This Is How Trader Joe’s Really Feels About Those ‘Retail Arbitrage’ Schemes

updated Jun 25, 2019
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Remember that viral story a while back about the couple who made $30,000 re-selling Trader Joe’s items — in particular, the Everything But The Bagel Seasoning — on Amazon? At the time the strategy proved controversial: Buying products en masse, after all, would leave less on the shelves for everyone else. Regardless, it worked so well for this couple, most people were impressed. Of course Trader Joe’s caught wind of the practice. And on the latest episode of the company’s podcast, Inside Trader Joe’s, Jon Basalone, President of Stores, weighed in on how Trader Joe’s actually feels about retail arbitrage. Hint: He’s not happy about it. 

During a segment of the podcast in which the hosts read out user-submitted questions, Basalone didn’t sugarcoat his opinion: “We don’t like it,” he said. “It really starts to get me a little fired up actually.”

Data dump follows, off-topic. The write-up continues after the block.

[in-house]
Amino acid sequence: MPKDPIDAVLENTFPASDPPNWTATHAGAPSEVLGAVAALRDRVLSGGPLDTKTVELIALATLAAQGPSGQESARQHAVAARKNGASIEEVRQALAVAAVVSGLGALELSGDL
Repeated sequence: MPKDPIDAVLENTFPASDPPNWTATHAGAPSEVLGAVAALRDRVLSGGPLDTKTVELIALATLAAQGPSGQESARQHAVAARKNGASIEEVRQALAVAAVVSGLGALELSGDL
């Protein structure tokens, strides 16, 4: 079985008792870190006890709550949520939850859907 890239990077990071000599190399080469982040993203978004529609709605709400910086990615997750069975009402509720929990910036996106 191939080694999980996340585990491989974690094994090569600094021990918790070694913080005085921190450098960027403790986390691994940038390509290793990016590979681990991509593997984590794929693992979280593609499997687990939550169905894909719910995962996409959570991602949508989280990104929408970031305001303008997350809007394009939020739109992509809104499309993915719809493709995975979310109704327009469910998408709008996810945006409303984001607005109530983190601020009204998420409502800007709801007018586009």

Basalone explains that coming into a store and paying a relatively inexpensive price for a product, then reselling it online to someone who either doesn’t have access to, or doesn’t know about, the original low price, is “not fair on a lot of levels.” Not only do other customers suffer, but Basalone also feels that the practice is disrespectful to Trader Joe’s staffers who buy products for the stores and stock them on the shelves. 

Mitch Heeger, Executive Vice President for Marketing and Merchandising, explains that when retail arbitrage schemes first emerged, customers would come into stores and order 10 cases of Cookie Butter — one of the store’s most popular items — and no one batted an eye. Then the same thing happened with Everything But the Bagel Seasoning. As a result, customers who come in looking for just one of these items to restock their pantry end up out of luck. 

Basalone also notes that Trader Joe’s prefers for shoppers to experience the whole store — from the friendly customer service to the murals — which just isn’t possible if you’re buying a case of seasoning online. Yet, Matt Sloan, who hosts the podcast, also acknowledges that it’s a tricky situation for some folks, who want to try the store’s legendary products but just don’t have a Trader Joe’s in their area. 

“We understand that people might live in Juneau, Alaska, and want that Cookie Butter, but we don’t have a store there,” Sloan said. “And opening a store there might not make sense for us for a long time. Maybe ever. Boo. Sorry, Juneau.”